In his update to my Meet the Designer entry, Stephen provides links to two pieces currently running on TCS that have some interesting things to say about the Intelligent Design debate. I have some thoughts on both of these pieces. Let’s begin with…
An Open e-mail to Sallie Baliunas
Hi Sallie –
Very much enjoyed your piece on Tech Central Station re: Intelligent Design. Regarding this provocative passage:
There is one logical exception to this. It would be a hypothetical, advanced alien who designed life on earth and left it here to incubate, perhaps meddling with it now and then, with methods not yet known to the human state of scientific knowledge. That alien intelligence would hold an incredible technological control over matter, far beyond sci-fi imaginings like the Technomages in the television novel Babylon 5 . However, the hypothetical, intelligent alien would be a material creature and would work in advanced ways with matter and energy; ergo such scientific concepts would ultimately be knowable. We close this unlikely option for lack of any scientific evidence.
As you may know, there are (serious) variations on this idea that have more to do with the origin of the universe than they do with the origin of life on Earth, offered up by scientists who have no interest in religion. The amazing set of “coincidences” that account for the existence of our universe in just the right configuration to allow for the time spans, the chemistry, and physics to support life are handled tautologically via the weak anthropic principle — the universe had to be this way or we wouldn’t be here to discuss it, end of disucssion — but some theorists don’t see this as a particularly satisfying answer to the puzzle. Another possible answer is that our universe is the end product of a process — either a completely naturalistic one in which our universe evolved from previous, less life-friendly universes, or an “artificial” process in which highly involved intelligences from a previous version of the universe planned and designed this universe to support life.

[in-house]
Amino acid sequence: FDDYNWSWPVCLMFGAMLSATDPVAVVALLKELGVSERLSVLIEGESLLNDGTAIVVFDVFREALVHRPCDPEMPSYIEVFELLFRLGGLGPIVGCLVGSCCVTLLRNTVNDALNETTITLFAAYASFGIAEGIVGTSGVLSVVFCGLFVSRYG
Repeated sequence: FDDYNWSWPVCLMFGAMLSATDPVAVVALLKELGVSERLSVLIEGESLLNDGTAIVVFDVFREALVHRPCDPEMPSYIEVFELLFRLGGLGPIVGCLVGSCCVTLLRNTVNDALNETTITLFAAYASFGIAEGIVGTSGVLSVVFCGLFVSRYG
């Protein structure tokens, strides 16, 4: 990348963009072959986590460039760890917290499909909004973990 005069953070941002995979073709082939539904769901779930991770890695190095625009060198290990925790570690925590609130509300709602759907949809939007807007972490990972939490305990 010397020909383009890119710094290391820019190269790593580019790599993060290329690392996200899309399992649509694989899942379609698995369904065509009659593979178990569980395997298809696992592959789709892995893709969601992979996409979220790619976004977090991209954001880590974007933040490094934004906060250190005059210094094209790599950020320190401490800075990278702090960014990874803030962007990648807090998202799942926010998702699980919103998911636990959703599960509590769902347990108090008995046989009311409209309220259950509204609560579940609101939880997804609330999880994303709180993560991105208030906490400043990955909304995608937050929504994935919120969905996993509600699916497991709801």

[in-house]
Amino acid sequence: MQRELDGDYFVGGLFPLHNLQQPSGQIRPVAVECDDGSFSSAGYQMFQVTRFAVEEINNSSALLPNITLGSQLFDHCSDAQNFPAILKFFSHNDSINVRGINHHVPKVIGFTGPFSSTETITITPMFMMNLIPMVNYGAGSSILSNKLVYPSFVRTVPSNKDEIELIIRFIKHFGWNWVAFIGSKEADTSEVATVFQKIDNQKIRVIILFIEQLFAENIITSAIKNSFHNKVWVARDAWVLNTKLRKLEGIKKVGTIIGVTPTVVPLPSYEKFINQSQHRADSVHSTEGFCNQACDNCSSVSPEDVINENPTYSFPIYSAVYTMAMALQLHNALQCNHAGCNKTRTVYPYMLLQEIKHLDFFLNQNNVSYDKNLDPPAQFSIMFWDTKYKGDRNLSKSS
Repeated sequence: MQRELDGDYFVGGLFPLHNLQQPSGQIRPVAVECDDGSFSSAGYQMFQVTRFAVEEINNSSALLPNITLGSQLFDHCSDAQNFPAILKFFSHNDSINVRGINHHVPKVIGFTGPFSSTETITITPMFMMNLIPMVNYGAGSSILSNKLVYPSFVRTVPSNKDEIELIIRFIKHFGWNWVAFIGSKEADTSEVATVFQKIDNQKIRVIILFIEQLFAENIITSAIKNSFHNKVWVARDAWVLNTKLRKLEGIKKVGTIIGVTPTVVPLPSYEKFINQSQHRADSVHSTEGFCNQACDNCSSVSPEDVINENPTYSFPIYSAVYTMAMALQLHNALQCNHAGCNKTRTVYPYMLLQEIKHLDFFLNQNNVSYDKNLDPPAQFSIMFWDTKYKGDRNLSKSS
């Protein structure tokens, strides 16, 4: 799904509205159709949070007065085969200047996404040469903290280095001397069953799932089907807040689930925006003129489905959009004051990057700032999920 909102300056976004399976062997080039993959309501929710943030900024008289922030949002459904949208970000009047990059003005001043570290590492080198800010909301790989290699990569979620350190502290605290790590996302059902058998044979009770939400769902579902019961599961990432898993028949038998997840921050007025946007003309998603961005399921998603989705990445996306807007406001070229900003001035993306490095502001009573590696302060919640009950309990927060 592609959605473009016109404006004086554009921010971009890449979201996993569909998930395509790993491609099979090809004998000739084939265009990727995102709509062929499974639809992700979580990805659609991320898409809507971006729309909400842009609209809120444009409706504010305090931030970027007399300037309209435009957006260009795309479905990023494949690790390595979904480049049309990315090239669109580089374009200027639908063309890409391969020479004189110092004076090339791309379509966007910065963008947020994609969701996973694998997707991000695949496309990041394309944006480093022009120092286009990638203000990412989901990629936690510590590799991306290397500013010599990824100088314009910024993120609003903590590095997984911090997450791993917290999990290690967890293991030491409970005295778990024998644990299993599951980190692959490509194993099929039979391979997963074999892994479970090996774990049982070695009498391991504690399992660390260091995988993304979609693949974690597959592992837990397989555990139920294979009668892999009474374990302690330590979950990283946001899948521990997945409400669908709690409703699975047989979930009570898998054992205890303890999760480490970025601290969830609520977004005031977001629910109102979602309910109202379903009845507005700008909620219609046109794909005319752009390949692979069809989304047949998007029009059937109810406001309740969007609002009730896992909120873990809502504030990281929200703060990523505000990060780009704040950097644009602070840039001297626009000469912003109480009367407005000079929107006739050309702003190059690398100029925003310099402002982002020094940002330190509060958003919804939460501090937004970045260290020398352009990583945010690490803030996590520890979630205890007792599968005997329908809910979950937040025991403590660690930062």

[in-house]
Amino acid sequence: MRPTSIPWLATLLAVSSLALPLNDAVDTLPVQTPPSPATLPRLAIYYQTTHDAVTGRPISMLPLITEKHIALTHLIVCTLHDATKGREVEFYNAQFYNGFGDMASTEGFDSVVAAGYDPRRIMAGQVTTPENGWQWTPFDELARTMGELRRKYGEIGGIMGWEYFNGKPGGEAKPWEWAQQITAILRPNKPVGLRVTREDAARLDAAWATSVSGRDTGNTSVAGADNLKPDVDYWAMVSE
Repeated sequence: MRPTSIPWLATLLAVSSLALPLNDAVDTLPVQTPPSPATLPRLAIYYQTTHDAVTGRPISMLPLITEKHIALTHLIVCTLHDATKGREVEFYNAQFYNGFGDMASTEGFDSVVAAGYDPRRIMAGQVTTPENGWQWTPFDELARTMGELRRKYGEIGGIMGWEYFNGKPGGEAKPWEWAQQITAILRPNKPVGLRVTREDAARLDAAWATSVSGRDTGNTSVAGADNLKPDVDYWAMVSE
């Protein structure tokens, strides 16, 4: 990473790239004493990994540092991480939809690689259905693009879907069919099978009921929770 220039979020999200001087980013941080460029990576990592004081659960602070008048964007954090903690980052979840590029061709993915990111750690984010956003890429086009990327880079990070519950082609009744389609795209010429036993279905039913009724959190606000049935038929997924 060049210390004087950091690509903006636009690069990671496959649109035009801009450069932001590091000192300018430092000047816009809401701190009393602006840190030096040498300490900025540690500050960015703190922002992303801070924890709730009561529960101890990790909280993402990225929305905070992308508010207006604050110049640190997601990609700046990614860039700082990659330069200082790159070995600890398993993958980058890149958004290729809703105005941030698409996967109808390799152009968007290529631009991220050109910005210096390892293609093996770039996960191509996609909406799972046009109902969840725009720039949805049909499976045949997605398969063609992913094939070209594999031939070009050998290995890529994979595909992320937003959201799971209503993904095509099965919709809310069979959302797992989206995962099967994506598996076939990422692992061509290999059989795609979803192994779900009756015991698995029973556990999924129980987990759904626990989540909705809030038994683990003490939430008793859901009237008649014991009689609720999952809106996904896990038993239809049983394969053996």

Obviously, such views are seen as highly speculative by the scientific community and are subject to appropriate criticism. But the fact that teaching ID in biology classrooms has become a contentious political issue, and that many of those promoting ID really are creationists in disguise, does not mean that all ID thinking is religious in nature.
I’ll provide updates if I get any kind of response. Next let’s take a look at…
Doug Kern writes an accessible and thought-provoking essay on why ID is destined to win out as the origin of life theory taught in schools. It’s a fun read, and contains one passage that I thought was especially insightful:
Vitriol, condescension, and endless accusations of bad faith all characterize far too much of the standard pro-Darwinian response to criticism. A reasonable observer might note that many ID advocates appear exceptionally well-educated, reasonable, and articulate; they might also note that ID advocates have pointed out many problems with the Darwinist catechism that even pro-Darwin scientists have been known to concede, when they think the Jesus-kissing crowd isn’t listening. And yet, even in the face of a sober, thoughtful ID position, the pro-Darwin crowd insists on the same phooey-to-the-boobgeois shtick that was tiresome in Mencken’s day.
Nicely put. I think the Darwinian argument would be much better made without the sneer. But then, I’m old fashioned. I think arguments in general should be heavy on substance and light on sneering at the other side.
However, being old fashioned, I really can’t buy into the thrust of Kern’s argument. It’s that opening paragraph. He loses me at hello:
It doesn’t matter if you like it or not. It doesn’t matter if you think it’s true or not. Intelligent Design theory is destined to supplant Darwinism as the primary scientific explanation for the origin of human life. ID will be taught in public schools as a matter of course.
Maybe it will, maybe it won’t. But it most certainly matters whether you think it’s true or not, because it matters whether it is true or not. If ID is wrong and it “wins,” that’s, um…what’s the word I’m looking for?
Likewise, if it has some merit — or some variations of it do — and it’s fully excluded both from the schools and from serious public discourse, that’s bad, too. I think the whole “win-lose” paradigm has really got to go.